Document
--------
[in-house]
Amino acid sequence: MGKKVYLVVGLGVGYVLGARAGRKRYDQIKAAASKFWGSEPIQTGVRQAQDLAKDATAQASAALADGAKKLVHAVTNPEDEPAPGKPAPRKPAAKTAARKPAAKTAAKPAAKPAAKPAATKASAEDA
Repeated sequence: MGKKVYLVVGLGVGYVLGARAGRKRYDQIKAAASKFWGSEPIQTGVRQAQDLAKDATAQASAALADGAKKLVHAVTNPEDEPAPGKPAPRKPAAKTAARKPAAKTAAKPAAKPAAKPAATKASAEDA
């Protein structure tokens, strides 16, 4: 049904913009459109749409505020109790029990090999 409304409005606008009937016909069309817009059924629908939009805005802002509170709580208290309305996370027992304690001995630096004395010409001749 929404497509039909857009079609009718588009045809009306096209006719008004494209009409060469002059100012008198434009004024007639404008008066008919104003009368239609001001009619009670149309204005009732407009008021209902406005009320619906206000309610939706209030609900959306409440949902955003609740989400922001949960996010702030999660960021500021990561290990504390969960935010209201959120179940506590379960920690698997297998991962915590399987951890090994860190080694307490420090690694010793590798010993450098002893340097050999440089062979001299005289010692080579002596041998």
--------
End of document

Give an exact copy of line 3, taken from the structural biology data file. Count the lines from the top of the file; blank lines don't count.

Repeated sequence: MGKKVYLVVGLGVGYVLGARAGRKRYDQIKAAASKFWGSEPIQTGVRQAQDLAKDATAQASAALADGAKKLVHAVTNPEDEPAPGKPAPRKPAAKTAARKPAAKTAAKPAAKPAAKPAATKASAEDA